Issues From The Saddle: Not Wanting To Go Forward Logo

Question Category: Issues from the Saddle

Question: Julie,

I have seen you several times at the Equine Affaire in Columbus over the past few years and respect your training skills. I have a particular problem with one of my horses with “not wanting to go forward” & I sure could use your help. Just to give you a brief background about my horse and me, I am 44 yrs old and just start riding about 5yrs ago. For the first 1 ½ years I took lessons & worked at a local stable one day a week. I would consider myself a confident intermediate western trail rider. I have 2 middle-aged geldings, which I keep at home. The 1st one I’ve had for about 2 ½ years now. The other horse that I am having a problem with is named BJ. I’ve had him for about a year now. He is a 10yr old Tennessee Walker. Overall he is a great guy, but from time to time he can be a little stubborn and will test my leadership. When I first brought BJ home he was a lot “buddy/barn sour”. I couldn’t even get him to leave our property (we live in a rural area on a dirt road). With some ground work & a little patience he overcame the fear of leaving our property. When both horses go out together, BJ is much better. The specific problem I am having is that BJ will not go forward when we get to certain areas of our ride. We ride on the edges of all the dirt roads around us and an occasional field. Generally, he is OK when there are open fields on both sides of us, but when we get to certain wooded areas he just stops & will even back up. He does startle somewhat easily, but I try to reassure him. I don’t want to force him forward if there is something up ahead that he is afraid of (I can’t figure it out what it is). What I’ve done so far has not really been successful, and I’m not sure what I’m doing wrong & I need your help. What I have done so far is to 1st kiss to him, and then apply light leg pressure (no spurs). When that doesn’t work I apply stronger constant leg pressure, while all the time keeping him facing forward. Usually, when I do that he will even start to back up. When he backs up I tell him “whoa” & he will stop. Maybe after 30seconds or so of constant strong leg pressure he might take a step or two forward. Immediately after he takes that first step I release the leg pressure, but then he stops again. I have also tried kicking type leg pressure and even a smack on the butt with the end of my leather rein. None of which had any great success. I have also tried changing his focus by working him right there in small circles, backing him, turning on the forehand & haunches. He does all these willingly, but he still will not go forward willingly. It may take me ½ hour just to go a few hundred feet. I can feel that he is tense and not relaxed (I try to stay very calm & patient). Only when he knows that we are almost done with our ride will he drop his head, snort & relax.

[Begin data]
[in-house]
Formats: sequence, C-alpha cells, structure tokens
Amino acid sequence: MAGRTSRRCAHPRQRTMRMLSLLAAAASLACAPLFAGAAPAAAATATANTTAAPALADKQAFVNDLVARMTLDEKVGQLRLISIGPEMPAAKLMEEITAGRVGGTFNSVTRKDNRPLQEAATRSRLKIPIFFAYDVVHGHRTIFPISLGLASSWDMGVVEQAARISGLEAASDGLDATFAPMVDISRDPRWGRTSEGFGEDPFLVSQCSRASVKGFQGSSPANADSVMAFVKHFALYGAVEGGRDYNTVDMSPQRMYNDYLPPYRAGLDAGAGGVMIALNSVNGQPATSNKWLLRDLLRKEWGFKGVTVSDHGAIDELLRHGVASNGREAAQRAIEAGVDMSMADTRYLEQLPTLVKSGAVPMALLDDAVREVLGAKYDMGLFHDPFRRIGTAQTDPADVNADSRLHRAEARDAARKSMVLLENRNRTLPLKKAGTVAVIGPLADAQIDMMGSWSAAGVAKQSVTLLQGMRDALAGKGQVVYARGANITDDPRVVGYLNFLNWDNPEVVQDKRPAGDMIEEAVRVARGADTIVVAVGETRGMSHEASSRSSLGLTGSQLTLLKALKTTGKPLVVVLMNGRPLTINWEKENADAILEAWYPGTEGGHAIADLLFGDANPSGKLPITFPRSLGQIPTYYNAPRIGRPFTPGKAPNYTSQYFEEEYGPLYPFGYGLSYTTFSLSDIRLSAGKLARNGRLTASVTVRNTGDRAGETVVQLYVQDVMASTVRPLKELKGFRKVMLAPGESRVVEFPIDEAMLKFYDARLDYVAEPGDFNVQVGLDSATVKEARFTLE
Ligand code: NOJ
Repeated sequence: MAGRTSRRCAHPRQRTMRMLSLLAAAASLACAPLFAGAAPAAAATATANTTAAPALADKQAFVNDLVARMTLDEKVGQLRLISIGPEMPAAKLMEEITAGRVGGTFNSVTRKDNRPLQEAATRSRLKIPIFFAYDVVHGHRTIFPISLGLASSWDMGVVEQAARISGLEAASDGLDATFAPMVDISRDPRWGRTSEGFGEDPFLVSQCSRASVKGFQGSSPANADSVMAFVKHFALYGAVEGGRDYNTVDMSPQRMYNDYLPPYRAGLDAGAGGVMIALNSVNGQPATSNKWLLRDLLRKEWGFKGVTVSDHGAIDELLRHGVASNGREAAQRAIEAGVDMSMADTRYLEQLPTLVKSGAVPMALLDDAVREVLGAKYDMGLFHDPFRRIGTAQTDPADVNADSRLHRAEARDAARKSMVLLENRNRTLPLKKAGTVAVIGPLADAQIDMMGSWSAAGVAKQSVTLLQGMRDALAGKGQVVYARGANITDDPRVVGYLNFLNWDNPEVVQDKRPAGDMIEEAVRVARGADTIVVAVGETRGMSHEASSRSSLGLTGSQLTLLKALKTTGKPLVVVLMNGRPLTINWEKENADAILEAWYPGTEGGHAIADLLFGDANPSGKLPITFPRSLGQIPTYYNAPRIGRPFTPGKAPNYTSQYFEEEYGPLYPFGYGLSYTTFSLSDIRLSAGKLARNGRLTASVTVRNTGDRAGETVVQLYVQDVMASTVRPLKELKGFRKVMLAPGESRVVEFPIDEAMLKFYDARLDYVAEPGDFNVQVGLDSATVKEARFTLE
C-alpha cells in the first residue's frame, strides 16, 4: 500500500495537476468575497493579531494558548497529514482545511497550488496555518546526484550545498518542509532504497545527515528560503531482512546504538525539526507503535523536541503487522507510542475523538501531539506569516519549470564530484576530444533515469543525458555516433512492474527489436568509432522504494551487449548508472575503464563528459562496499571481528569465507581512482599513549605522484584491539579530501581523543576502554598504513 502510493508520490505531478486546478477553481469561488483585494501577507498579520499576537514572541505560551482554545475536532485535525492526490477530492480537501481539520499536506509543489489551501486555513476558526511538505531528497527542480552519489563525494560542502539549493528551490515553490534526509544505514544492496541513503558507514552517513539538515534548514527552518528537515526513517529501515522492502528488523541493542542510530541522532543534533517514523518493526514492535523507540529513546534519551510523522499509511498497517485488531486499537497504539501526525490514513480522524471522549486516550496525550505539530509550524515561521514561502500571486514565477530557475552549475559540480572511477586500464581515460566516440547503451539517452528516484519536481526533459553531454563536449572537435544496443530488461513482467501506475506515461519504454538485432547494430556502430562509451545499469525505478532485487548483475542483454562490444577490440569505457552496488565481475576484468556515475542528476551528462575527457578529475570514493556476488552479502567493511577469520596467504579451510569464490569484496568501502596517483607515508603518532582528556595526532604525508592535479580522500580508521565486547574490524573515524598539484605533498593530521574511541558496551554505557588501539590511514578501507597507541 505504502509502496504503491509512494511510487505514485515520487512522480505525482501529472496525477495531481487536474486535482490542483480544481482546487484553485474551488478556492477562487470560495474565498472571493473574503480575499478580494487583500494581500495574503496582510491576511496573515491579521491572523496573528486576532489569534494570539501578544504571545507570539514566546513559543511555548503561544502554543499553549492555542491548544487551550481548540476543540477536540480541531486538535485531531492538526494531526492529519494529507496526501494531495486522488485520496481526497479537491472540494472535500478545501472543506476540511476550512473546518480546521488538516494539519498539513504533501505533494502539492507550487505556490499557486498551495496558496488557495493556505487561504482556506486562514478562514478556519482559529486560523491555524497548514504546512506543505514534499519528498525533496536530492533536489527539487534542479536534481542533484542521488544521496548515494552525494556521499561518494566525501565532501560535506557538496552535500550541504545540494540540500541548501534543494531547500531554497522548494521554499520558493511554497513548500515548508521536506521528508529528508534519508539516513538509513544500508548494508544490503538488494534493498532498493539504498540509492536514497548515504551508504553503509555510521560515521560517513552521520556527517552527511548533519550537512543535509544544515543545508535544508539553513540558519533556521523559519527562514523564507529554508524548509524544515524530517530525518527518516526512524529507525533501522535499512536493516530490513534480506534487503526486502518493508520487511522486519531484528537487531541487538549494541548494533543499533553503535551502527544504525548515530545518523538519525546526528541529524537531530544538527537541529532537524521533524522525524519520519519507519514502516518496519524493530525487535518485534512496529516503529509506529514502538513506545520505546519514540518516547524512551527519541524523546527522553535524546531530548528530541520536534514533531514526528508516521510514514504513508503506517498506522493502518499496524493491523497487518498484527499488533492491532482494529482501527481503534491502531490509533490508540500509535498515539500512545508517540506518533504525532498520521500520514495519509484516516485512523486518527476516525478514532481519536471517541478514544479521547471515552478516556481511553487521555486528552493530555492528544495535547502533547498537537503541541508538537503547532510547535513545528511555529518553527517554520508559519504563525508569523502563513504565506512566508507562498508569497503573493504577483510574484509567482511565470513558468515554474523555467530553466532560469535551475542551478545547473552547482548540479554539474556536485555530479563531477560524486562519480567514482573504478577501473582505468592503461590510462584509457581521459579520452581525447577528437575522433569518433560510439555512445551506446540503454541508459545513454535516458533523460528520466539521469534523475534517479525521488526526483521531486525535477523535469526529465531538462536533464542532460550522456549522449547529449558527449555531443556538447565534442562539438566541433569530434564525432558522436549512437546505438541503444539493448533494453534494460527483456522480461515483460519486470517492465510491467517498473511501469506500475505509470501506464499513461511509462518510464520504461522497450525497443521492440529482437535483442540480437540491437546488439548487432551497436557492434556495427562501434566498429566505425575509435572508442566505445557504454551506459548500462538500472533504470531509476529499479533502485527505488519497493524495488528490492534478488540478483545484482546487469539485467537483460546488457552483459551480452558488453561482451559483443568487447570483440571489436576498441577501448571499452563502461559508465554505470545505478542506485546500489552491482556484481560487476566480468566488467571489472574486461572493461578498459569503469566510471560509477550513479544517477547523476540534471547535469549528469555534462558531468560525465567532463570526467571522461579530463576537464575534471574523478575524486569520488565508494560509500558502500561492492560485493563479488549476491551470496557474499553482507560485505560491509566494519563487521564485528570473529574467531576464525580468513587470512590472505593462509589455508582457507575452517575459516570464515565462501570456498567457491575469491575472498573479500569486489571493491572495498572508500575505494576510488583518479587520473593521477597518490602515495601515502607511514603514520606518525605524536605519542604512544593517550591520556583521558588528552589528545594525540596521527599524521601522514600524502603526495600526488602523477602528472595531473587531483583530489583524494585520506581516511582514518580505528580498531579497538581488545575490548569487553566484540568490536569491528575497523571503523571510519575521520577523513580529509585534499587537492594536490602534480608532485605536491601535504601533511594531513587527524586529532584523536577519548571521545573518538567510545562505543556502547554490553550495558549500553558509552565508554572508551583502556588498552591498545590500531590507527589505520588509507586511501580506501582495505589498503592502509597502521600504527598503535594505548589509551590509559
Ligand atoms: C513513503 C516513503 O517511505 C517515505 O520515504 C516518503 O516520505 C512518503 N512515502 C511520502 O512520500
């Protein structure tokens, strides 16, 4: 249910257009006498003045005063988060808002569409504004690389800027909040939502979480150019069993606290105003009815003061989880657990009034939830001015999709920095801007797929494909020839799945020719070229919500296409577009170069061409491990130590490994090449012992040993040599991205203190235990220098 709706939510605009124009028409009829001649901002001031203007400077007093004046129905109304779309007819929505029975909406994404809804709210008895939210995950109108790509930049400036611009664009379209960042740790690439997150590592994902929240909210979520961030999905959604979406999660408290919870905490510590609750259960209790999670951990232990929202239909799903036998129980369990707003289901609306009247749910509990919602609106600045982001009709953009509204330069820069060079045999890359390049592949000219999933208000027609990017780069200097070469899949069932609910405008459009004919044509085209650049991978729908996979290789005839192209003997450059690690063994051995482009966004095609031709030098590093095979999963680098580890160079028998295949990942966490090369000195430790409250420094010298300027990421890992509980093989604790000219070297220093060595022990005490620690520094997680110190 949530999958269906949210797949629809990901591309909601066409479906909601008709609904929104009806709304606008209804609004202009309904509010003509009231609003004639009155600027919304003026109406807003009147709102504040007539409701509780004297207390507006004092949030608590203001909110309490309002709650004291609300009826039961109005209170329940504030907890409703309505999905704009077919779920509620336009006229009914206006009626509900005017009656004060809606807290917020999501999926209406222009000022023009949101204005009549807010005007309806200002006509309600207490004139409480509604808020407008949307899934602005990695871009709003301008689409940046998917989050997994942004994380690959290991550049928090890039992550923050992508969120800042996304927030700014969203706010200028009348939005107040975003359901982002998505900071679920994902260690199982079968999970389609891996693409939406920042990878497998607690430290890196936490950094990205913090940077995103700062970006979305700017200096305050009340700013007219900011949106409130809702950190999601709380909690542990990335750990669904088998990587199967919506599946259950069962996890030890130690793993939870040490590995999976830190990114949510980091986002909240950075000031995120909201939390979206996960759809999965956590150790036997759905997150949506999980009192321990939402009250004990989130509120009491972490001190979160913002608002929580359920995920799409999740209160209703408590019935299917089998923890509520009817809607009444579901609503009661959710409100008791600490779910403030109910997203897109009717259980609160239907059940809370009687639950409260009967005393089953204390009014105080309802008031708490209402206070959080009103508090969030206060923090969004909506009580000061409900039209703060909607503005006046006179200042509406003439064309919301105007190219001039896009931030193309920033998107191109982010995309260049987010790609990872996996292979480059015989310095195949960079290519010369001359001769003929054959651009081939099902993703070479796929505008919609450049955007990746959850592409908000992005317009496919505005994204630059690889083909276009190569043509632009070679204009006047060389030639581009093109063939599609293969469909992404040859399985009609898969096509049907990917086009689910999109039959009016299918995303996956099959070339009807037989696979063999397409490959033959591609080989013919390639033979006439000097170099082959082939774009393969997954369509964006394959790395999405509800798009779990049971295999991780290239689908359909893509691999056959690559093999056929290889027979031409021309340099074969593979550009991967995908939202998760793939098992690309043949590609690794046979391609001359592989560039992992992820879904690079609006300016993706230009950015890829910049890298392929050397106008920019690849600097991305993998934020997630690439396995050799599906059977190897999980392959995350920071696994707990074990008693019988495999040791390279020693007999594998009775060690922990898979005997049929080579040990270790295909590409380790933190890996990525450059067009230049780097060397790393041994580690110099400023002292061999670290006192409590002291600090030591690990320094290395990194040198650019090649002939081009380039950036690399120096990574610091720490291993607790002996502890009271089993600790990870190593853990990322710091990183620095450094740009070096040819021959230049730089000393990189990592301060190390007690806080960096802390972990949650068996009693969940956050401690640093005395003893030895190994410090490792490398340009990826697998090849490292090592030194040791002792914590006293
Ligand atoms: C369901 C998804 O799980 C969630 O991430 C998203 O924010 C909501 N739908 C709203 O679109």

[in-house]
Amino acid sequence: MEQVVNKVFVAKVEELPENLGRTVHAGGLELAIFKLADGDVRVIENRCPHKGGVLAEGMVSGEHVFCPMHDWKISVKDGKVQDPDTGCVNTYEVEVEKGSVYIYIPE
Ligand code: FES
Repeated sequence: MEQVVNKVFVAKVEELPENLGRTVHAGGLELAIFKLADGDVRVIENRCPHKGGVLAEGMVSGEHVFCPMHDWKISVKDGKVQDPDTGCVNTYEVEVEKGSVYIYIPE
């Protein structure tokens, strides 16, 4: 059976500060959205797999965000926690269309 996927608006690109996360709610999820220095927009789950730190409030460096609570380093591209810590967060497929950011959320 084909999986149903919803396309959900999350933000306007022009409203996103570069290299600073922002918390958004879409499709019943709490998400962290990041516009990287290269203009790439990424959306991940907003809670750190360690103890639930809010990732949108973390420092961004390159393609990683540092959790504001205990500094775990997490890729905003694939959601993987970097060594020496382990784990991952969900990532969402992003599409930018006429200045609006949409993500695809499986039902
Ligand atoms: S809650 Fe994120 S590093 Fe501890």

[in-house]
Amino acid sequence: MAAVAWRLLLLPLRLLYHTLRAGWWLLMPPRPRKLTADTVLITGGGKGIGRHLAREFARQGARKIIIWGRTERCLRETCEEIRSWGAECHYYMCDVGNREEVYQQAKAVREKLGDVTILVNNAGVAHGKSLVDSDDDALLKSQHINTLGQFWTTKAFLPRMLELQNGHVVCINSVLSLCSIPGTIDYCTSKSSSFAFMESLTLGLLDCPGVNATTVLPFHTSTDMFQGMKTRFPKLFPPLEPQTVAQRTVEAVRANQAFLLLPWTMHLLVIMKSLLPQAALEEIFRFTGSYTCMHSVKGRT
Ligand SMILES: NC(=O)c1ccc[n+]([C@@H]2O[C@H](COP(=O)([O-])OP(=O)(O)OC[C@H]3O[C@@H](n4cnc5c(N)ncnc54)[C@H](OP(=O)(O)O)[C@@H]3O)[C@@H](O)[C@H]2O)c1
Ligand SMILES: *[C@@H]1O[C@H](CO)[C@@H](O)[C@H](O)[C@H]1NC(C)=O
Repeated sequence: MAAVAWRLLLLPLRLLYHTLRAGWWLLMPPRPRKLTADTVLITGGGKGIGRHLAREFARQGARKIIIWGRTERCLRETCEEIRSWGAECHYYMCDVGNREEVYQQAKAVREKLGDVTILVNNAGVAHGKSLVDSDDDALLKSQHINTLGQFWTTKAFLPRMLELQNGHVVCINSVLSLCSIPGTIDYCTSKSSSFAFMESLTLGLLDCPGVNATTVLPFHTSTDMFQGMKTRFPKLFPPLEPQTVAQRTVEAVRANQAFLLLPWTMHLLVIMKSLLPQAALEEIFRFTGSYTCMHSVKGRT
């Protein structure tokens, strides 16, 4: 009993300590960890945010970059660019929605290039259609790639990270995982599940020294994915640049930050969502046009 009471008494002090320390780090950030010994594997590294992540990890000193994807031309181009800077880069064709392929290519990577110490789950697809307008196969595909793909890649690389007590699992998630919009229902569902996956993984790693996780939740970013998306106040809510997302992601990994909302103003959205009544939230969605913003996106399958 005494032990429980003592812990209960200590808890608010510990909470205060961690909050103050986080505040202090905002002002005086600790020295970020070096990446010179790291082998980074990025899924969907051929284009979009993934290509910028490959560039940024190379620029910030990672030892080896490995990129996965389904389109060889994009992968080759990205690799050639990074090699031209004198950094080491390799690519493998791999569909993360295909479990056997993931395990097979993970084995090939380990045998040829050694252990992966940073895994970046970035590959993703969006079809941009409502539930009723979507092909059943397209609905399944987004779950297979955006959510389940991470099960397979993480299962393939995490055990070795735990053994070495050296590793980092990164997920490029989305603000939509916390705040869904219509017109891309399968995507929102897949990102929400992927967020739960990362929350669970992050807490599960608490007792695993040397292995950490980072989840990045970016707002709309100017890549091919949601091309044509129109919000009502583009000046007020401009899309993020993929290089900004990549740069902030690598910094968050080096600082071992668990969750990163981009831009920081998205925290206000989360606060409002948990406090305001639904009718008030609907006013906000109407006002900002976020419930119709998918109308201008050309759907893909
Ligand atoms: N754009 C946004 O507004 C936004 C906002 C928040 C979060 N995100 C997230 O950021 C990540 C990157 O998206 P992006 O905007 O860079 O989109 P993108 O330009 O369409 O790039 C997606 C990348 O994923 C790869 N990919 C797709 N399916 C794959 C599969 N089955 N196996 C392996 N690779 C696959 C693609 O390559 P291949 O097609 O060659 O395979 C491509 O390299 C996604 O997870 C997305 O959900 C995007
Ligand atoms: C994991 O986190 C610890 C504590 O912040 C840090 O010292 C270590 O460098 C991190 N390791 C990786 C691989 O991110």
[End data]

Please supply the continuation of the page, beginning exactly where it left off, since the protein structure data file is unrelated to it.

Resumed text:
Thanks for your help!

Answer: Ray,

As always, it is hard to totally diagnose a training problem, without being able to see the whole picture. I find that an objective and knowledgeable observer will always see more than the rider thinks is going on. If I had the chance to observe you and your horse in action, both when you are having trouble and when you are not, I might have something totally different to say to you. But for now, with this imperfect means of communication, I will share with you the thoughts that go through my mind, based on experience, as I read your description of the problems you are experiencing.

First, whenever a horse refuses to move forward, I always want to look to a physical cause. Is there a saddle fit problem or a lameness or chiropractic issue that is preventing or discouraging the horse from forward movement? In your case, if the horse is only refusing at this particular place and he is moving freely forward at all other times, then it is probably not physical, but I would still rule it out. For instance, a small pain from the saddle will make the horse more stressed; then when you add additional stress (like going into the scary trees) the horse reaches a melt-down point that he might have tolerated were he not already stressed.